i'm trying to find the following limit, if it exists, $$\lim_{n→ ∞} \frac{(n+7)^{n-5}}{n^n}$$.

Now, I've tried division like $$\lim_{n→ ∞}\frac{|n+1|}{|n|}$$, or dividing by the highest power, but I can't solve it.

Also thought of converting it to a function and using L'Hôpital's rule, but that seems more complicated than it should be. I think it's a simple limit to solve, but somehow I'm stuck and can't think of a way to tackle it.

Can someone give a hint or method; even a complete solution, but explaining the thought process?


Usually the method is to look for similariarity to patterns you've seen before and know the limits of. In this case, there is a limit $n\to \infty$ , there are exponents $n$ and a fraction and this immediately reminds me of the definition of Euler's constant $e$ and generally the term $e^x$.

The definition of $e$ I have in mind is

$$e = \lim_{n\to \infty}\left(1+\frac1n\right)^n$$

In order to get the limit at hand in that direction, we manipulate it to have a fraction term where both enumerator and denominator have exponent $n$, then take the exponent out of the fraction:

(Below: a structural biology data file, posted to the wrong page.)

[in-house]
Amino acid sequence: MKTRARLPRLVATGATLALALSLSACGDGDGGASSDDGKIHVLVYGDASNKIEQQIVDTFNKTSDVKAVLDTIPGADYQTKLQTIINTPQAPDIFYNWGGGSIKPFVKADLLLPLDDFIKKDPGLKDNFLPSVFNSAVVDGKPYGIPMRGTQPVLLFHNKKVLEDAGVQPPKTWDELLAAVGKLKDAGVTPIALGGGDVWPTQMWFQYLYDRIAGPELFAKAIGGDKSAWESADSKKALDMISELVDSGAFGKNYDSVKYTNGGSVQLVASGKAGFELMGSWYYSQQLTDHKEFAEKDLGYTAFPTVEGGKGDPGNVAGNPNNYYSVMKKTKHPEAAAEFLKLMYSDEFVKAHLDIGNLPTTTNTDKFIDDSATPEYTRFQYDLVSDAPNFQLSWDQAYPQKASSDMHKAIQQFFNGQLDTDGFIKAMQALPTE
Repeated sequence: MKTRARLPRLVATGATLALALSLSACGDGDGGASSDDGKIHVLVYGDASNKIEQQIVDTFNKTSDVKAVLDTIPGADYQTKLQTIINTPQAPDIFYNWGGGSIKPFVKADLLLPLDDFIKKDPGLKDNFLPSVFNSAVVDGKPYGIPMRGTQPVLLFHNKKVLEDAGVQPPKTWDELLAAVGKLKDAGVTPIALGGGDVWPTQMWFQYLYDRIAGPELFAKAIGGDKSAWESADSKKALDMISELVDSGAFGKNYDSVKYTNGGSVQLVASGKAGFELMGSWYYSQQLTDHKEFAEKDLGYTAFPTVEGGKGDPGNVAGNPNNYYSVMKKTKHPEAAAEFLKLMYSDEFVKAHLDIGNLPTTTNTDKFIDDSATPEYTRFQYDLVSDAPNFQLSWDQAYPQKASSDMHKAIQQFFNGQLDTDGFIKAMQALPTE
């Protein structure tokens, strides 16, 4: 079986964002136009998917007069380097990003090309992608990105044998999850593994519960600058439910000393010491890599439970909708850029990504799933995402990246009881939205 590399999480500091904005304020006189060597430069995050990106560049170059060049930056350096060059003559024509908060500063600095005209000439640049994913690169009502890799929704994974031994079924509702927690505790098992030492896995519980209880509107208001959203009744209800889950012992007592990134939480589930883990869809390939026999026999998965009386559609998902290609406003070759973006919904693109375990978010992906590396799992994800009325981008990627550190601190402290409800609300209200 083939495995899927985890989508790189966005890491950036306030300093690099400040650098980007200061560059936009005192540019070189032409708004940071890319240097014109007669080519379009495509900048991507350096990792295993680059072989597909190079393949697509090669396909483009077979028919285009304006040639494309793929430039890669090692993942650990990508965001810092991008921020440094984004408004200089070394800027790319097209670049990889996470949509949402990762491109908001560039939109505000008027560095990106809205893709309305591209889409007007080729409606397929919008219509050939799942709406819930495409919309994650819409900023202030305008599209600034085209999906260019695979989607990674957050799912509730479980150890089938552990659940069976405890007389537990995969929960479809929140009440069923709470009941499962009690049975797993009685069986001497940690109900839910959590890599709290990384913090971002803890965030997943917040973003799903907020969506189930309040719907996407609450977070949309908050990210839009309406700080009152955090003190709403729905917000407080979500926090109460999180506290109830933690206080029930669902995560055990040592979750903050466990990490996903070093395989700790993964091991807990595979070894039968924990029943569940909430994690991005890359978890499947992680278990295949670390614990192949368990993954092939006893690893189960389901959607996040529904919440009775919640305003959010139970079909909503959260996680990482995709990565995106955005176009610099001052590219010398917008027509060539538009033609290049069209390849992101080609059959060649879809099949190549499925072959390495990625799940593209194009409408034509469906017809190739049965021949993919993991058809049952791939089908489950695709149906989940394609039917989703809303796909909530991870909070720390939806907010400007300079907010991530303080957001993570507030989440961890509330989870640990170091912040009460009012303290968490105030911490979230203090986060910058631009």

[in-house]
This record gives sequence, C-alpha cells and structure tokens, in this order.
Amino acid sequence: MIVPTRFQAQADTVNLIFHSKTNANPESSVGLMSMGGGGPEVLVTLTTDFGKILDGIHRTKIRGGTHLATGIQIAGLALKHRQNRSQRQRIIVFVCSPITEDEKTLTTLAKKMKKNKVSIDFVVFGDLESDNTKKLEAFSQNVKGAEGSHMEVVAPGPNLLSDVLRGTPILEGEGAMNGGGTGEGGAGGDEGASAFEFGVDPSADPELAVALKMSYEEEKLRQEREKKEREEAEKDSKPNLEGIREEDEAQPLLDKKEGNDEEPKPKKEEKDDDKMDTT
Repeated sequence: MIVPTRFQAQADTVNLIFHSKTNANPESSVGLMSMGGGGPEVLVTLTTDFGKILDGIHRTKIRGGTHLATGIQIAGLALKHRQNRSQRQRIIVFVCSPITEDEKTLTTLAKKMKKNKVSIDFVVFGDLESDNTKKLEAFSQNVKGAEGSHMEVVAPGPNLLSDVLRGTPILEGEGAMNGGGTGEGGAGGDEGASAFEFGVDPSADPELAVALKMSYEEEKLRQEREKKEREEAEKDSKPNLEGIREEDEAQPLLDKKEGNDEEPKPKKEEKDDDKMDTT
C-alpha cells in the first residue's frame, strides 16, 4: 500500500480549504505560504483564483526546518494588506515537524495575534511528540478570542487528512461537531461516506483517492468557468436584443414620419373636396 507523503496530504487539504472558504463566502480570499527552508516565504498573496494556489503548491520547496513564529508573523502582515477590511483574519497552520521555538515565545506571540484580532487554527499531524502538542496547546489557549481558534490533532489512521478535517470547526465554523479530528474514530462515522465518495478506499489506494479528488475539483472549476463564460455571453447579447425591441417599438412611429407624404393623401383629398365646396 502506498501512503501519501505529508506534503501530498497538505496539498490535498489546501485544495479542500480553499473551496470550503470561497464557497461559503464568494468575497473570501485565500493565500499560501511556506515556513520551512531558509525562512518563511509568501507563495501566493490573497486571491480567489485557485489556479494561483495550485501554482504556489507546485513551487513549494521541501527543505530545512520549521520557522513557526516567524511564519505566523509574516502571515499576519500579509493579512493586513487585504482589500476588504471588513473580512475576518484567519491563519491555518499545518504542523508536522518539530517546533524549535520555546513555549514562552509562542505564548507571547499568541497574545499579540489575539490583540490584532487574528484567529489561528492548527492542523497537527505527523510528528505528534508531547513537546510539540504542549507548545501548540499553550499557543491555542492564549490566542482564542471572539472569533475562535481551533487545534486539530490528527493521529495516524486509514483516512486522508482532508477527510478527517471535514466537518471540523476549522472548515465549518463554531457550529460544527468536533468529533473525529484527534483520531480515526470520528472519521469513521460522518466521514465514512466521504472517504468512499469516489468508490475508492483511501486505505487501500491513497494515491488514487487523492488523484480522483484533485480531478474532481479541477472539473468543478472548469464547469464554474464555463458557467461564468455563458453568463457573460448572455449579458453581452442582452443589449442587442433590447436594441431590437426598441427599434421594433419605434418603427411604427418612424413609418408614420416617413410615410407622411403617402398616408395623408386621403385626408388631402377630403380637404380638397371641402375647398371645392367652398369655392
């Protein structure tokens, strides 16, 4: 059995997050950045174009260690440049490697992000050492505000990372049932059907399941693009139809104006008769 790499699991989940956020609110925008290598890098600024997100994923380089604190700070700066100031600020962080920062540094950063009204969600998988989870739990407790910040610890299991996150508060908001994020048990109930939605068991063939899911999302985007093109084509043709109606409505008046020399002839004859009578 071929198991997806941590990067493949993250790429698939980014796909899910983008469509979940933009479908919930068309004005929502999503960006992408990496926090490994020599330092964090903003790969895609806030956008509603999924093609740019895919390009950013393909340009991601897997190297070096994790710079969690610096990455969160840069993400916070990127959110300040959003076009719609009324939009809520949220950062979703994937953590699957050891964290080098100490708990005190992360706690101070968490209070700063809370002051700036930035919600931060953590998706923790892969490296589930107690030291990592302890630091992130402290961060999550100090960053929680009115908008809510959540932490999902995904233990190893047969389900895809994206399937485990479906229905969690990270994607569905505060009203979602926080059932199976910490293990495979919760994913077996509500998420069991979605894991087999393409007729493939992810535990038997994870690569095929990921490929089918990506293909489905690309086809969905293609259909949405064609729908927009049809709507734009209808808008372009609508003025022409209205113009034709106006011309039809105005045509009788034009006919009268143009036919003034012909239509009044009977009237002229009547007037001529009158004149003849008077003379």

$$\frac{(n+7)^{n-5}}{n^n} = \frac{(n+7)^{n}}{n^n}\frac1{(n+7)^5} = \left(\frac{n+7}n\right)^n\frac1{(n+7)^5} = \left(1+\frac7n\right)^n\frac1{(n+7)^5}$$

This is just a manipulation of terms, but with a goal. They key insight is that if we now go to the limit

$$\lim_{n\to\infty}\frac{(n+7)^{n-5}}{n^n} = \lim_{n\to\infty}\left[\left(1+\frac7n\right)^n\frac1{(n+7)^5}\right],$$

the first term on the right hand side goes to $e^7$:

$$\lim_{n\to\infty}\left(1+\frac7n\right)^n = e^7$$

You can find this limit for example here: https://en.wikipedia.org/wiki/Exponential_function

The second part of the right hand side is much easier and elementary: $$\lim_{n\to\infty}\frac1{(n+7)^5} = 0.$$

So we finally can apply the theorem that the limit of a product is the product of the limits (if they exist and are not $\infty$):

$$\lim_{n\to\infty}\frac{(n+7)^{n-5}}{n^n} = \lim_{n\to\infty}\left[\left(1+\frac7n\right)^n\frac1{(n+7)^5}\right] = \lim_{n\to\infty}\left(1+\frac7n\right)^n \lim_{n\to\infty}\frac1{(n+7)^5} = e^7\times0 = 0$$


Write it as

$$\left(\frac{n+7}{n}\right)^{n-5} \frac{1}{n^5}.$$

The first factor has a finite limit, which you can get by the log trick. The second factor goes to zero. So the answer is $0.$

  • $\begingroup$ Ahh, didn't even cross my mind! Thanks both for the answer and the explanation $\endgroup$ – sdds Feb 18 '19 at 19:21

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